News - Checklist for buying your second property
Checklist for buying your second property

Checklist for buying your second property

A lot may have changed since your last home purchase. Here’s what you need to know.

You may assume purchasing property is like riding a bike; once you buy your first property, it’s easy to just repeat this when you purchase again.

But this isn’t always the case. Depending on how long it has been since your first home purchase, a lot may have changed in the property and lending industry. So, what things do you need to consider before purchasing your second property?


1) Deposit

You may remember how difficult it was to save for a deposit. But this time around, it may be a little easier. As this is your second property, you may have either the proceeds of the sale of your last property, equity in another property, or savings. If you are in a good equity position, it may mean that you will be able to borrow 80% or less of the purchase price, meaning you will avoid paying extra on lenders mortgage insurance. However, when applying for a home loan, remember you need to show a combination of both equity and income to be able to meet repayments.


2) Finances

If you require a home loan for your second property, the process is similar to taking out a loan for your first home. You will need to have the following details at your fingertips to enable lenders to assess your situation:

  • Selling price of your existing home (if you are selling one).
  • Selling costs not yet paid (agent’s commission and costs, legal fees, adjustments at settlement).
  • Payout figure for your existing home loan (amount owing plus any exit fees – the latter is only applicable for loans established before 1 July 2011).
  • The annual incomes of the borrowers purchasing the home.
  • Income from investment properties.
  • Details of any regular commitments that are not included in standard living costs such as child maintenance, private school fees, childcare costs, contractual obligations to make regular payments like pay TV.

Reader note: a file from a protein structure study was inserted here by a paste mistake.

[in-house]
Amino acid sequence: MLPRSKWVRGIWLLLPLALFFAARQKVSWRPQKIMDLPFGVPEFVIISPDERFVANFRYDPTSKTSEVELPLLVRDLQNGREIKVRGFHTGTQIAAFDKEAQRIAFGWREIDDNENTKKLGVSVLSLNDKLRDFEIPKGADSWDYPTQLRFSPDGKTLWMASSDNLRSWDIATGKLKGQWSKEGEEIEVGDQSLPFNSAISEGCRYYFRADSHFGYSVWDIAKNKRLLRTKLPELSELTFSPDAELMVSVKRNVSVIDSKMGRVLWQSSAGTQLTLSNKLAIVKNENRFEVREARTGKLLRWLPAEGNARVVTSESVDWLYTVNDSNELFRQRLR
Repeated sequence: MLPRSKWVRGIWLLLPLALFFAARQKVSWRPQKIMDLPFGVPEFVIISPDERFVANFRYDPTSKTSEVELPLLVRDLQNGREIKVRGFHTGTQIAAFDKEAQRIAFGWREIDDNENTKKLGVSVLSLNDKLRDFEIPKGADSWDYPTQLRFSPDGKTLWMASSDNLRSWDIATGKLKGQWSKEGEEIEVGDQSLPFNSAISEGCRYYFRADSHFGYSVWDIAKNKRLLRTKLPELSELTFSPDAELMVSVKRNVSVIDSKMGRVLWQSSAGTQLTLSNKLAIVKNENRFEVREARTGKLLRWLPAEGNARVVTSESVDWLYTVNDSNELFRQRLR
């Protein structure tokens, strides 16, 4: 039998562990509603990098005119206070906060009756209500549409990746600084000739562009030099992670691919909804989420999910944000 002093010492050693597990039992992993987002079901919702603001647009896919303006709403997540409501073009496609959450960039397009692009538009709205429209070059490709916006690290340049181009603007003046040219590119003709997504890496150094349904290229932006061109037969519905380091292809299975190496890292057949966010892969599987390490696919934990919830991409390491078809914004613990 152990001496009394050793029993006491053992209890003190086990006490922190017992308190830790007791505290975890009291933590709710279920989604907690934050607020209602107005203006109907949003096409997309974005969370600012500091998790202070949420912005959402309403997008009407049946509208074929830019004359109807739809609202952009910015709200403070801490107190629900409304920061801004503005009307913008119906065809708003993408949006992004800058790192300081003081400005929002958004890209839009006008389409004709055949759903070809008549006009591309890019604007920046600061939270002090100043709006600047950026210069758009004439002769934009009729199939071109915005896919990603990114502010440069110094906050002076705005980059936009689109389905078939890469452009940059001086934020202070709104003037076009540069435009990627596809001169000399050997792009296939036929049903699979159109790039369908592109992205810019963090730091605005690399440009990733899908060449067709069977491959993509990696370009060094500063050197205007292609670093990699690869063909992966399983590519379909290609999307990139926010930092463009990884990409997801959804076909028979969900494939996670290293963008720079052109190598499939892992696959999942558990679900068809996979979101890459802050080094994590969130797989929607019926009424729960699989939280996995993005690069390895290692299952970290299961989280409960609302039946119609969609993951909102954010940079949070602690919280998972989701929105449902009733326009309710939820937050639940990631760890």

• Combined credit card limits. This is the total of the maximum debt that you could draw from your credit cards, including any interest-free accounts that haven’t been closed down.
  • Details of any other debts – amounts owing and payments being made.
  • The number of dependents you have.
  • The values of any other property or investments that you have, and whether those investments could be sold to help fund the purchase of your new home.
  • The balance of savings that will go towards the purchase.

3) Finding a property

Even if you only bought your first home recently, you will still need to research the property market carefully, as it can change quickly. Areas that may have been considered a hot spot last year may no longer be considered a hot spot this year. This is why you need to do your research on areas that are developing and monitor population growth and housing demand.

Also, if this second property is going to be an investment, don’t forget that you are not looking for a property that will suit your needs. Therefore the location and type of property could very well be completely different to a home you want to live in.


4) Management of extra costs

If you are purchasing a second property as an investment, then money management will be extremely important. This purchase will have a big impact on your budget, so you will need to make sure you can handle it.

It is important that you have enough income to cover mortgage repayments for all of your properties. Although the rental income can be used to help pay off the loan, you may experience vacant periods, and will have to produce the money for repayments from another source.

The more properties you purchase, the easier the process should become. However, it does not mean you should stop doing your research.

The opinions expressed in this article are the opinions of the author(s) and not necessarily those of The above is general commentary only and is not advice tailored to any individual's financial situation. We recommend seeking advice from a finance professional before implementing changes relating to your finances.

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